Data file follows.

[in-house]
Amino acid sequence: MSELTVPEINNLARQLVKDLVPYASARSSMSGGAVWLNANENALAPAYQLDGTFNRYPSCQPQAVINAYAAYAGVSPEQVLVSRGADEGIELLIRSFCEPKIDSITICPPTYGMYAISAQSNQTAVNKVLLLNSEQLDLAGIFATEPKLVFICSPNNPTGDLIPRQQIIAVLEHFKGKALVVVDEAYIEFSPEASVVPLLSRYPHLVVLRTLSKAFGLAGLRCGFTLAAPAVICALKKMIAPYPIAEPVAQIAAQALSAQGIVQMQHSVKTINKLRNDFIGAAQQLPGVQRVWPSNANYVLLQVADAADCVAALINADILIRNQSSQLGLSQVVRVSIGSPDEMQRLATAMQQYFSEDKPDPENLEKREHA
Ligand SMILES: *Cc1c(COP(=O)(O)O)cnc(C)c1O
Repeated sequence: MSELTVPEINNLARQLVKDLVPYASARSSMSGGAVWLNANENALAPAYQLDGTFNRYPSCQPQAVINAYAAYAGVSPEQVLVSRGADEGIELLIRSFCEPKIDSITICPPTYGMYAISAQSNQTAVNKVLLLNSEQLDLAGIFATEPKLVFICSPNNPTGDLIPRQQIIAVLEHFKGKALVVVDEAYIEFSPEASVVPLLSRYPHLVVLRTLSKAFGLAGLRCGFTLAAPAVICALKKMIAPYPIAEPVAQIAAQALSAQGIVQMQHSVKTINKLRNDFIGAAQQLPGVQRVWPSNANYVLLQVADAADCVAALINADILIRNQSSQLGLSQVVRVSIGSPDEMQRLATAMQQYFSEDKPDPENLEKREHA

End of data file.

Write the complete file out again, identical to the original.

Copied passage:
[in-house]
Amino acid sequence: MSELTVPEINNLARQLVKDLVPYASARSSMSGGAVWLNANENALAPAYQLDGTFNRYPSCQPQAVINAYAAYAGVSPEQVLVSRGADEGIELLIRSFCEPKIDSITICPPTYGMYAISAQSNQTAVNKVLLLNSEQLDLAGIFATEPKLVFICSPNNPTGDLIPRQQIIAVLEHFKGKALVVVDEAYIEFSPEASVVPLLSRYPHLVVLRTLSKAFGLAGLRCGFTLAAPAVICALKKMIAPYPIAEPVAQIAAQALSAQGIVQMQHSVKTINKLRNDFIGAAQQLPGVQRVWPSNANYVLLQVADAADCVAALINADILIRNQSSQLGLSQVVRVSIGSPDEMQRLATAMQQYFSEDKPDPENLEKREHA
Ligand SMILES: *Cc1c(COP(=O)(O)O)cnc(C)c1O
Repeated sequence: MSELTVPEINNLARQLVKDLVPYASARSSMSGGAVWLNANENALAPAYQLDGTFNRYPSCQPQAVINAYAAYAGVSPEQVLVSRGADEGIELLIRSFCEPKIDSITICPPTYGMYAISAQSNQTAVNKVLLLNSEQLDLAGIFATEPKLVFICSPNNPTGDLIPRQQIIAVLEHFKGKALVVVDEAYIEFSPEASVVPLLSRYPHLVVLRTLSKAFGLAGLRCGFTLAAPAVICALKKMIAPYPIAEPVAQIAAQALSAQGIVQMQHSVKTINKLRNDFIGAAQQLPGVQRVWPSNANYVLLQVADAADCVAALINADILIRNQSSQLGLSQVVRVSIGSPDEMQRLATAMQQYFSEDKPDPENLEKREHA